Saturday, December 31, 2016

HSM December: Special Occasion

Birth of the Virgin 1365
Now that it is December, I regret how few of the Historical Sew Monthly Challenges I managed to do. They always help me push my boundaries and get something actually done!  This December challenge was no different.  Our local SCA Barony was having a Midwinter feast set in 14th century Italy.  I had originally planned to just wear something 16th century that I already had.  Then a friend challenged me to join him wearing 14th century and I remembered that I could use this for HSM December!  So this was a perfect fit! 

cutting the gown front with leaf detail
First I did some research and decided I loved the gown on the lady on the right in this image.  This image is a detail shot of a fresco by Giovanni da Milano in the Rinuccini Chapel in Santa Croce, Florence.  This fresco depicts the Life of the Virgin  and this detail is from the birth of the Virgin panel.  Giovanni da Milano was active from 1345-1369 and this fresco is dated 1365.  I absolutely love the leaf detail down the front of the gown!  However, I quickly decided I needed to use fabric I already owned as I already have a sizable stash.  So this eliminated a true copy as I have no white wool.  I did have some tropical weight blue/gray wool gabardine however, so I threw it in the washer and the dryer to felt it up a bit.  While the wool was washing and felting, I drafted a quick kirtle pattern and a quick leaf pattern.  I then cut the gown and sleeves from the wool and used the leaf pattern La Cotte Simple and was fairly happy with how they came out!  The then used the remaining silk for straight cut binding for the cuffs and collar of the gown.  I did this for 2 reasons, one there appears to be some binding at these points in the fresco and two, I have a skin reaction to wool so I wanted to bind the places that might touch around my underdress and shift.  The straight binding does not behave nicely on the neckline however, so I will need to fix this in the future!

hand sewing the wool to silk
silk bound buttonholes
Cutting the leaves was a bit tedious, but the effect was worth it!  I then searched the stash for a color of silk or wool that would contrast nicely with the blue/gray wool and found some cream colored silk satin left over from an old project.  There was not enough to cut the front panels in a single piece so I had to piece the front.  Due to the detail of the leaves, I had to hand sew the wool to the silk.  I was not sure if the leaves would have been sewn down or left free, so I decided to leave them free.  I also decided to add a front closure, as I am usually dressing myself! I used small round metal buttons and hand made buttonholes.  Hand done buttonholes make me really nervous, but I felt machine buttonholes would look terrible down the front of a dress like this.  Since I had never hand sewn buttonholes from this time period before, I used the tutorial from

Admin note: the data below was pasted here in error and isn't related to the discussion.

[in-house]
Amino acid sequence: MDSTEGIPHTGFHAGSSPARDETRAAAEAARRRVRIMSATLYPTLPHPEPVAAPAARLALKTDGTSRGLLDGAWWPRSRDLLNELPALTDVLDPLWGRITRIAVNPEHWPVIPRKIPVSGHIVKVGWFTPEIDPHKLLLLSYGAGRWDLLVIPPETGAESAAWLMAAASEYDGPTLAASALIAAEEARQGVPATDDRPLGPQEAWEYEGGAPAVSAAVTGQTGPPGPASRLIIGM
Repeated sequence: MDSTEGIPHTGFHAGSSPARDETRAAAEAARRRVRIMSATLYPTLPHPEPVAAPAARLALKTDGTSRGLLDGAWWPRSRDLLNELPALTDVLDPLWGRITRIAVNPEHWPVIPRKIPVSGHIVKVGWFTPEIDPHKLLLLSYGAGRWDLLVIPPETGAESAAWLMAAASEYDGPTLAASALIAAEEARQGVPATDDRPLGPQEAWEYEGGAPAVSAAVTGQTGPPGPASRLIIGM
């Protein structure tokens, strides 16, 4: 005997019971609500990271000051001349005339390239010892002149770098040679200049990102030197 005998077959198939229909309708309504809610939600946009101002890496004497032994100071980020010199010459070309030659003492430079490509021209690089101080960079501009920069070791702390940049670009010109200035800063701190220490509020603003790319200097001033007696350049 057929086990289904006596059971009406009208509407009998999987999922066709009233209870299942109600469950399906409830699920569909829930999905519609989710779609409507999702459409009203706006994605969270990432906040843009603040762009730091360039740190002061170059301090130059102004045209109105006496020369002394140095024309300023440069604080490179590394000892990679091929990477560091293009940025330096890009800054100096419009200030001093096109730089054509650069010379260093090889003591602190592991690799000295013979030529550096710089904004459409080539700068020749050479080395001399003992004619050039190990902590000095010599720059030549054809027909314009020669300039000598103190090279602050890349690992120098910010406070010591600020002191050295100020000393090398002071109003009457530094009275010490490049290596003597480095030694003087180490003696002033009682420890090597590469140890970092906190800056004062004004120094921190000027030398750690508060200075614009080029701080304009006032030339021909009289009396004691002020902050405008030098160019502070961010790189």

For headwear, I wanted something more than what the lady in the fresco was wearing so I spent some time looking and some favorite blogs of mine for ideas. I decided I wanted a St. Brigitta's cap with embroidery and a D-shaped veil after looking a Katafalk. I am not going to post any in progress picks on these two since they basically followed tutorials from Katafalk, Cathrin has a wonderful guide toveil shapes and instructions for both a plain and a fancy St. Brigitta's cap.  I did simplify the insertion stitch since my thread turned out to be too thick for the fancy stitch Cathrin did. I also altered the band embroidery just because I felt like it.
St. Brigitta's cap
insertion stitch and embroidery

Here are some images of the full outfit and one event picture!  I really enjoyed this style and will likely make more in the future.  I also really want a frilled veil!

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